Oh yes: Steph’s gardener had procured a sixpack of long tom cans for us from Randolph Stiller’s Central Hotel offsales (Mom & Dad losing the sale at Platberg bottle store because of their ridiculous and unreasonable “No under 18’s” policy).

Now at this juncture, please don’t come with any steroid, drug or performance-enhancing accusations. Let it be noted that we did not partake in our stimulants until AFTER the athletic meeting was over. During the competition we were clean, nê? (And anyway those long toms were only conversation stimulants and personality enhancers).

Let the games begin! Steph’s event was first and we watched and moedig’d him aan. He won the driesprong! We had a gold medal in the Corsair! The beer was legitimised: It was celebratory! True it was only a paper certificate, but it said Eerste Plek and that = Gold Medal.

A long gap followed before my event after lunch. It didn’t look too good and I was languishing, but then I didn’t have any expectations. My last throw came and the whole thing is etched in my memory. I can still today feel the run, the launch, the perfect flight of the javelin and my landing, spiked foot digging in one inch behind the wavy, hand-drawn white-wash line on the grass and having to push back to not lurch over it and get disqualified. I just knew it was perfection and it flew on and on, past all the markers of the langgatte from Voortrekker in Bethlehem. Another gold medal for the Corsair! Spiesgooi. This one out of the blue.

Hoender’s event was last and we went to cheer. It didn’t look good. One short stiff pole vs a bunch of long whippy poles seemed unfair. He was offered the use of a fibreglass pole but he declined. They take some getting used to. Then it started to drizzle. Suddenly everything changed! The okes with the whippy poles started floundering and slipping. Hoender soldiered on. It made no difference to him what the weather was like. On the last height there were two competitors left. Whippy pole slipped and gly’d and got nowhere. Hoender went over to a roar of applause from all four of us. He’d won!! Our third gold medal! Paalspring. A clean sweep!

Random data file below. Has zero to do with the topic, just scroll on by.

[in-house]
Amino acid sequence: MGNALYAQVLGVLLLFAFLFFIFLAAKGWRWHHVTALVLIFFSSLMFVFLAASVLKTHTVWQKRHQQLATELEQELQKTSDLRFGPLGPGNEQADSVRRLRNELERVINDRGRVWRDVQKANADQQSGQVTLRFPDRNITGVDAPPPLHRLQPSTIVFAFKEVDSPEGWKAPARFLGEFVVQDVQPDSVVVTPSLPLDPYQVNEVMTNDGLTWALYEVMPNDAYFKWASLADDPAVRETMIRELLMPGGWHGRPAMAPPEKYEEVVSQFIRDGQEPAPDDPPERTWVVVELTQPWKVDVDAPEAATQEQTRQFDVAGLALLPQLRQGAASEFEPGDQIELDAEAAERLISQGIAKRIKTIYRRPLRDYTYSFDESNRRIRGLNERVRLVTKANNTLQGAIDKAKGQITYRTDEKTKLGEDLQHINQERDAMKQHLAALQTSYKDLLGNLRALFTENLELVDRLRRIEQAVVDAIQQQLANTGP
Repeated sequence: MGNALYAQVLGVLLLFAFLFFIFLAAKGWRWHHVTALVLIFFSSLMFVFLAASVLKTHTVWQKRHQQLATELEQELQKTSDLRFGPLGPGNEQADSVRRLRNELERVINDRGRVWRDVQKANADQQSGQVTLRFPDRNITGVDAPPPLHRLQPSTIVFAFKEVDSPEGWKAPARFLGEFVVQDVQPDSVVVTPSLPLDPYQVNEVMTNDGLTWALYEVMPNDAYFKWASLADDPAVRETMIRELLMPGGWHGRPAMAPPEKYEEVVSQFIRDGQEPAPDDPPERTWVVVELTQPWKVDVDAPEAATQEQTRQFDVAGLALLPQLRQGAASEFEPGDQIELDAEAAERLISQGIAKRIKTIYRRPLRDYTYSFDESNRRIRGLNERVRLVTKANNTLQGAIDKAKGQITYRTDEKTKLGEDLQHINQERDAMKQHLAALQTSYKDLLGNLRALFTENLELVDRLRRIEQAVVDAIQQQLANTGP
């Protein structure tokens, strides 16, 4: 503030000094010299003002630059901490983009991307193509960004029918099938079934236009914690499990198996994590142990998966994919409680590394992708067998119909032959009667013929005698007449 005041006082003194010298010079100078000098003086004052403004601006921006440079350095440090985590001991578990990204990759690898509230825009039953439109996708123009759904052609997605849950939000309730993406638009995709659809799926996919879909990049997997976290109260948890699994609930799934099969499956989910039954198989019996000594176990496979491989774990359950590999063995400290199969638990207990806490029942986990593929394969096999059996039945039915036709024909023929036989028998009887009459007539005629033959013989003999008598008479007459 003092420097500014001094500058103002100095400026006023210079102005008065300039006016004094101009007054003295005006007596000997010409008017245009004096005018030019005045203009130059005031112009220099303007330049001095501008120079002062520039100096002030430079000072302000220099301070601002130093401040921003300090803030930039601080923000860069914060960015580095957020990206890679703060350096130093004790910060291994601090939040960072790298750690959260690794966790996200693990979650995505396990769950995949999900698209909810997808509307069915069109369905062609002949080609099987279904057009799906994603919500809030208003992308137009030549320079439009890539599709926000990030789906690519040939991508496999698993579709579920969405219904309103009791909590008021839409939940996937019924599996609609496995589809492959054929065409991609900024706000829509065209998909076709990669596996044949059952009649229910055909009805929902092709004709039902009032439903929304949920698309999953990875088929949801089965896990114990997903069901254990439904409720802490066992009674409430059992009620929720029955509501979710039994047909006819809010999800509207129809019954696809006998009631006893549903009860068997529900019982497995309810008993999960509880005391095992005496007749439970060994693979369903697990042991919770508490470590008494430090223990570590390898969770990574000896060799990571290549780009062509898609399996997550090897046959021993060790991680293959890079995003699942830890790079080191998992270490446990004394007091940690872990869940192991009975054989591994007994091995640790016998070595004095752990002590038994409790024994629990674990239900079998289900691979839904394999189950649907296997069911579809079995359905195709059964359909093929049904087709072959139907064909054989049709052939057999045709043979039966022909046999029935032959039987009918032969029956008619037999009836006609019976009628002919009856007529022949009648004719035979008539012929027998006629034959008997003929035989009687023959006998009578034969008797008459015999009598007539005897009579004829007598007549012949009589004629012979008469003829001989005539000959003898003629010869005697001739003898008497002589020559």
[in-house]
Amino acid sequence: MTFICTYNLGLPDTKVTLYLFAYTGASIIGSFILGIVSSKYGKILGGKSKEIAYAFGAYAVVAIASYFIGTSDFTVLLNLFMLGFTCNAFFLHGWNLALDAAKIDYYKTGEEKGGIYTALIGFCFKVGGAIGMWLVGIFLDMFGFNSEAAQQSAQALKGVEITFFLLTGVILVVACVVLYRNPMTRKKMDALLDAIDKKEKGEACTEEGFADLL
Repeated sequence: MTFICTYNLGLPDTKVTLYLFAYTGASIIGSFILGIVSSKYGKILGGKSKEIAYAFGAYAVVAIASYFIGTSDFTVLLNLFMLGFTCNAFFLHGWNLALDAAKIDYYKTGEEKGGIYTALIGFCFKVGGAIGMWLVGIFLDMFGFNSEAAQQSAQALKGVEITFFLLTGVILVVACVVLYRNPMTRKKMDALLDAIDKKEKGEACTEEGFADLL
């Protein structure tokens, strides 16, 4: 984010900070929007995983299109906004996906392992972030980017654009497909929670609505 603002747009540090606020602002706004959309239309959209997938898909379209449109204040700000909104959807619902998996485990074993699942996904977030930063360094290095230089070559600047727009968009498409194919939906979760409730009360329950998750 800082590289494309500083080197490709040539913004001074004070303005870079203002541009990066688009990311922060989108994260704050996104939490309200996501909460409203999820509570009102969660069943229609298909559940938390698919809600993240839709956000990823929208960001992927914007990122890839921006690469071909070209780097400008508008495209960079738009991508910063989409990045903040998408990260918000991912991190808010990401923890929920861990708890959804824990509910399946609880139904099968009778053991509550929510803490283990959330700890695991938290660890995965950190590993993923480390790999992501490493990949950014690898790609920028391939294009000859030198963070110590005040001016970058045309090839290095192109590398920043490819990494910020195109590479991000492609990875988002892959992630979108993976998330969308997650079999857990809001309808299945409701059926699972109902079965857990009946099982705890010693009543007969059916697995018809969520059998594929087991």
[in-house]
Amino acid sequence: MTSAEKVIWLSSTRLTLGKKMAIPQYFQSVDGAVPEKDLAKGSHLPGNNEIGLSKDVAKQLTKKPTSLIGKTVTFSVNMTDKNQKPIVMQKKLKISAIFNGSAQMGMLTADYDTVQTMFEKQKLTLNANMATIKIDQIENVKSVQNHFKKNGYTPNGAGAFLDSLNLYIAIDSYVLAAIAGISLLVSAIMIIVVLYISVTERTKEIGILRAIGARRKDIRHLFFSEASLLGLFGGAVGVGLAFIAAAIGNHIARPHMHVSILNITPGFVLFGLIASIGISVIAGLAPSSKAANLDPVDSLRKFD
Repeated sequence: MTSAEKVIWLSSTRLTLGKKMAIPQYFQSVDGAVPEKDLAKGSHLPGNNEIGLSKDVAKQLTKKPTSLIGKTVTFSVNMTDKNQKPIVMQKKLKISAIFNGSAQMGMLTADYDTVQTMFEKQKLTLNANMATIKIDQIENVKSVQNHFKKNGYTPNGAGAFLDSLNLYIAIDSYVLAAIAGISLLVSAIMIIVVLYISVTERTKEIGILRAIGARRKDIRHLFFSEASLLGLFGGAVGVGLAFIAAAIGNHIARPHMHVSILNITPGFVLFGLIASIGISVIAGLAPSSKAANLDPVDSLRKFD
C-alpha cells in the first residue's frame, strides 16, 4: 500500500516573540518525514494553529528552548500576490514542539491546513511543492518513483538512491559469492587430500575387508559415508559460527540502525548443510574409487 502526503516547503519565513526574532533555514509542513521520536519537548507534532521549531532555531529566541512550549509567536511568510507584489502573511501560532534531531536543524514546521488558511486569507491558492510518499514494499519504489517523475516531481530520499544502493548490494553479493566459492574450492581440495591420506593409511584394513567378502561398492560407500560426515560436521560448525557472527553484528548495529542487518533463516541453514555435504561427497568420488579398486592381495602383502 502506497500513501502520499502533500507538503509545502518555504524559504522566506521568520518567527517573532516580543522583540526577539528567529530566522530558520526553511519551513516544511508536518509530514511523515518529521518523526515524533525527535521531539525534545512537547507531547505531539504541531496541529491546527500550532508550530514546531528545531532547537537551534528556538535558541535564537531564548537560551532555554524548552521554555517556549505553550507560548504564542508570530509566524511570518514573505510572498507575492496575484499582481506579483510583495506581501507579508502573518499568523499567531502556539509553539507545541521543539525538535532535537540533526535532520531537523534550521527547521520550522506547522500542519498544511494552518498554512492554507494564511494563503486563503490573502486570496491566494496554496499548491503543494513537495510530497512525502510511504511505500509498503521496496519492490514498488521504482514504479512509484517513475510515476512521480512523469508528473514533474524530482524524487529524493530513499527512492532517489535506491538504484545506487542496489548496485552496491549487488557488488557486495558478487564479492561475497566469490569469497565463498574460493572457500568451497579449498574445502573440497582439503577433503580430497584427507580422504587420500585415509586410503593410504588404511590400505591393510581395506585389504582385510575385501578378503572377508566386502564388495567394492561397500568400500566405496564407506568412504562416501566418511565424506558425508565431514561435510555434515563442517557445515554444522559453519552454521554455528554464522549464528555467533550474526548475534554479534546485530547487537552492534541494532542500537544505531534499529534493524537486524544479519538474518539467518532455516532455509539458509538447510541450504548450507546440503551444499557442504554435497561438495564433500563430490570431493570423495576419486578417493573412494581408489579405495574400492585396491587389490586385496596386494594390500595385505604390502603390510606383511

The music from Chariots of Fire swelled over the once dusty, now damp, dorp, rising to a crescendo (sure, the movie was only made in 1981 and this was 1970, but WE HEARD IT).

We hastened straight to the white Corsair, parked under the nearby bluegum trees, skipping the official podium pomp.

bluegum-trees

Bloekom trees like these.

We had our own unofficial celebration waiting. Off to the cafe to rescue the beer from next to the eskimo pies and away with “the windshield wipers slappin’ time, n Larry clappin’ hands”! We roared off heading east, slightly pickled after glugging the 455ml of (okay, not yet sweet-tasting, still getting used to it) nectar, the setting sun behind us, conversations stimulated and personalities enhanced.